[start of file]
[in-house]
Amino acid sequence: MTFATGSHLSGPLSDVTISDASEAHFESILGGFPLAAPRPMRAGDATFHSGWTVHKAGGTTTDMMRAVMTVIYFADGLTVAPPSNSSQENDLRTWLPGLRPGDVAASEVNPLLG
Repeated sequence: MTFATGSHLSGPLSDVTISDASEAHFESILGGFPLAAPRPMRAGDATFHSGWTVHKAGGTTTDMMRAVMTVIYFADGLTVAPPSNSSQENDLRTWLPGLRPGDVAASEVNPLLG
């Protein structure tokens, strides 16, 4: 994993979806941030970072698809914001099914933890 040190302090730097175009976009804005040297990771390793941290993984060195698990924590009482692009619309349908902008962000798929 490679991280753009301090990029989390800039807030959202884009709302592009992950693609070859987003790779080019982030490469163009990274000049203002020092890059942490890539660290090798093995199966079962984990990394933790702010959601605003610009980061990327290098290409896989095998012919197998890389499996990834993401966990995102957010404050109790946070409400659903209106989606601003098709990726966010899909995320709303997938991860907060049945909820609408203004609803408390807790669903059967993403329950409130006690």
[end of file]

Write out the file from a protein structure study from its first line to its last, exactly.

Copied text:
[in-house]
Amino acid sequence: MTFATGSHLSGPLSDVTISDASEAHFESILGGFPLAAPRPMRAGDATFHSGWTVHKAGGTTTDMMRAVMTVIYFADGLTVAPPSNSSQENDLRTWLPGLRPGDVAASEVNPLLG
Repeated sequence: MTFATGSHLSGPLSDVTISDASEAHFESILGGFPLAAPRPMRAGDATFHSGWTVHKAGGTTTDMMRAVMTVIYFADGLTVAPPSNSSQENDLRTWLPGLRPGDVAASEVNPLLG
């Protein structure tokens, strides 16, 4: 994993979806941030970072698809914001099914933890 040190302090730097175009976009804005040297990771390793941290993984060195698990924590009482692009619309349908902008962000798929 490679991280753009301090990029989390800039807030959202884009709302592009992950693609070859987003790779080019982030490469163009990274000049203002020092890059942490890539660290090798093995199966079962984990990394933790702010959601605003610009980061990327290098290409896989095998012919197998890389499996990834993401966990995102957010404050109790946070409400659903209106989606601003098709990726966010899909995320709303997938991860907060049945909820609408203004609803408390807790669903059967993403329950409130006690």